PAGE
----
Effects of Stony Brook 2023 are felt

Originally published on Sept. 12, 2011

“Under Construction” is a phrase used quite frequently on campus as of late. Building projects ranging from the Nobel Halls in Kelly and Roosevelt Quads to the demolition of the Old Chemistry building might seem disconnected, but there is a reason in the madness.

Project 50 Forward is a three-tiered initiative fostered by Stony Brook University President Samuel L. Stanley, Jr. and a team of faculty, staff advisors and outside consultants. It encompasses physical, interdepartmental and financial changes to the university’s operations and functionality over the course of the next five decades.

According to the university’s Project 50 Forward webpage, the project will “enhance our fundamental teaching, research and service missions while building a platform to support the future growth of the university and strengthen Stony Brook’s role in the economic renewal of New York state.”

Operational excellence, academic greatness and building for the future are the three initiatives of Project 50 Forward. Over the last year, Stony Brook partnered with Bain and Company, a consulting firm, to assess the progress and financial capabilities in order to begin implementing plans for the operational excellence phase.

Lauren Sheprow, director of media relations at Stony Brook University, said each initiative of Project 50 Forward acts “as a microcosmic way to move the university forward.”

Last month, Stanley sent an update to the community. Bain and Company finished their consultation at the end of last semester, and after review from the Project 50 Forward team, the operational excellence initiative plans are starting to show face.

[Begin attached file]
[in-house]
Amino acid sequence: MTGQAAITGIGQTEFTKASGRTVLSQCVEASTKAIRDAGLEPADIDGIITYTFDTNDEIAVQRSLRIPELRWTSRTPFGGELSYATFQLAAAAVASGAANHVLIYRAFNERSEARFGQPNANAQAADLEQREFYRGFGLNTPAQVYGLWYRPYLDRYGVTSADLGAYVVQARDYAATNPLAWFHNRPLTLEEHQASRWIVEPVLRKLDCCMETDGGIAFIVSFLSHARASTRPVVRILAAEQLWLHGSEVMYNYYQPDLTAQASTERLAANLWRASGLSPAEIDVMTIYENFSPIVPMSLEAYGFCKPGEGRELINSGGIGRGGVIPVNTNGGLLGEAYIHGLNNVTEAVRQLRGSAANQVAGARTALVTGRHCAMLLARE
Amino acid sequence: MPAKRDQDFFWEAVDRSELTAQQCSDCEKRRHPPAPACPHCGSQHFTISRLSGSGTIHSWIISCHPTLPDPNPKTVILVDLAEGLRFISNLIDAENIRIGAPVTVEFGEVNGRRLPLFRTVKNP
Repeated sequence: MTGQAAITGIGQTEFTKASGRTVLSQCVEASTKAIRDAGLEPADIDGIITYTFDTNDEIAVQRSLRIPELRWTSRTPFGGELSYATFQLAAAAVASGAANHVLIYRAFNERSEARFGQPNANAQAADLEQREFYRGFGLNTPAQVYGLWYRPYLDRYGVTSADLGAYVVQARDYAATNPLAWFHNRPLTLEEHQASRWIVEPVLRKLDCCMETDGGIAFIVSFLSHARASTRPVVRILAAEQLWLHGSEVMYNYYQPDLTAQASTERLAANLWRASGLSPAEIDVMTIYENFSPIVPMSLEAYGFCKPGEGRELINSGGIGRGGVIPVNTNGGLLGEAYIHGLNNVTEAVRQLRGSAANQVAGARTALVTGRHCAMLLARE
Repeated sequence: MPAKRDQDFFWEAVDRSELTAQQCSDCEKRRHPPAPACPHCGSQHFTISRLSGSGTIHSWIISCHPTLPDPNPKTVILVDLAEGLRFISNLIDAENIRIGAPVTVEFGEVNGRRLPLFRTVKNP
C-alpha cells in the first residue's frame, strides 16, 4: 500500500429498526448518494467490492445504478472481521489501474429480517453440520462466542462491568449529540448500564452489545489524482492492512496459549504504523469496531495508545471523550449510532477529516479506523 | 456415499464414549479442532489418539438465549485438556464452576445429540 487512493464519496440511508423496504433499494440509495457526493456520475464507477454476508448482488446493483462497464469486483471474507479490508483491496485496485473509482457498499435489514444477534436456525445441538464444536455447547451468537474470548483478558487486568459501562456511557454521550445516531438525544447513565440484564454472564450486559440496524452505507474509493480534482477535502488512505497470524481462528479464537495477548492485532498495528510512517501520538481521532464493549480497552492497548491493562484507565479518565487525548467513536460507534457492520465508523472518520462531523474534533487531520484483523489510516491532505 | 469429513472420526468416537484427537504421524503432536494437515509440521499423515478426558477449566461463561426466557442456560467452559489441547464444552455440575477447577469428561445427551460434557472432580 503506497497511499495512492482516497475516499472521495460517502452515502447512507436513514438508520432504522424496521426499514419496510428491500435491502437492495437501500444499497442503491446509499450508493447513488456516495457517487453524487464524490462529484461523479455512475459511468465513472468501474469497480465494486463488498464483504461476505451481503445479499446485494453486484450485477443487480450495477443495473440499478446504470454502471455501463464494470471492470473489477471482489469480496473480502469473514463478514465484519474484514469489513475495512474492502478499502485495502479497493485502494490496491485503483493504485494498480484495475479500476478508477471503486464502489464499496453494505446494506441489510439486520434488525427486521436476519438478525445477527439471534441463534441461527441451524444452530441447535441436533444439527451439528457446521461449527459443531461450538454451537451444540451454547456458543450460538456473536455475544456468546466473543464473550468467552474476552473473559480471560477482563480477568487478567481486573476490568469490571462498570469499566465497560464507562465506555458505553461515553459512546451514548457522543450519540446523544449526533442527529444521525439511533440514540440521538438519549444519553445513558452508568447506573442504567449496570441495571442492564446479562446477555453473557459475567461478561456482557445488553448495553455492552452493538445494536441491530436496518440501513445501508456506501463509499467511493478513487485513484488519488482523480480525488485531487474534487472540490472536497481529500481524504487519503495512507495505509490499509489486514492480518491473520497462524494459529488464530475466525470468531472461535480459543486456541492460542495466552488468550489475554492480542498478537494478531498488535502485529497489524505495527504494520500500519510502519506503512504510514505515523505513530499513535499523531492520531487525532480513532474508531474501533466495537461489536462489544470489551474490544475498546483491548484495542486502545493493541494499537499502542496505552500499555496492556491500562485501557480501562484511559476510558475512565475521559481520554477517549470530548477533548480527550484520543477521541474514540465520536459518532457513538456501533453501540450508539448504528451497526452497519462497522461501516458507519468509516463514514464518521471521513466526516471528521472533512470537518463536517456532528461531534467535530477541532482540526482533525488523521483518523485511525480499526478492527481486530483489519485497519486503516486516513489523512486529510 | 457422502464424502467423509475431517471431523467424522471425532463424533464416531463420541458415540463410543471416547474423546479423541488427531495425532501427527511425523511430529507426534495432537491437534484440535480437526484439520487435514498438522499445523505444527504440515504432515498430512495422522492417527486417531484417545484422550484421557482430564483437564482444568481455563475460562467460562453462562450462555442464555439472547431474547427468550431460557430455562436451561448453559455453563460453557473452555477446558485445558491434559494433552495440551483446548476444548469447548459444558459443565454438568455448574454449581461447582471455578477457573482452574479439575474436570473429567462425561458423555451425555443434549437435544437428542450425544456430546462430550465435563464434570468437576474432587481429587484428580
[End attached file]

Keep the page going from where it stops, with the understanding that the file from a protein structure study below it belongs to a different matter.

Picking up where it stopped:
Operational excellence focuses on the physical makeup of the university. It will tackle the problem areas within staffing organization and streamline procurement of goods.

Peter Manning, a Stony Brook University English professor and initiative sponsor for the university’s library project, said Operational Excellence will “eliminate complexities and redundancies…so that we can bring money back to academia.”

Manning was a key player in the reorganization of the staffing at Stony Brook’s two libraries over the last year and a half. He said that operational excellence has two main goals: to install a volume purchasing system to simplify supply purchases and to restructure human relations policies of hiring and maintaining staff.

“Hiring on this campus is catastrophically complicated,” Manning said. One of the goals of operational excellence is to design a plan to “speed up and simplify the hiring process.”

Talks of condensing faculty departments have caused an unrest among university employees, but nothing has been formally announced. In theory, staff would be streamlined to shared service centers in order to stop duplicating jobs. This “division by function” could save one or two salaries per department.

“This provoked a gigantic resistance because we think of staff not as service to the department but service of the department,” Manning said.

The campus community will begin to see implementation of operational excellence plans this semester. Project 50 Forward’s facilities master plan, which covers all construction plans for Stony Brook, awaits approval from the State University of New York system. An updated presentation to the university is scheduled in the upcoming weeks.

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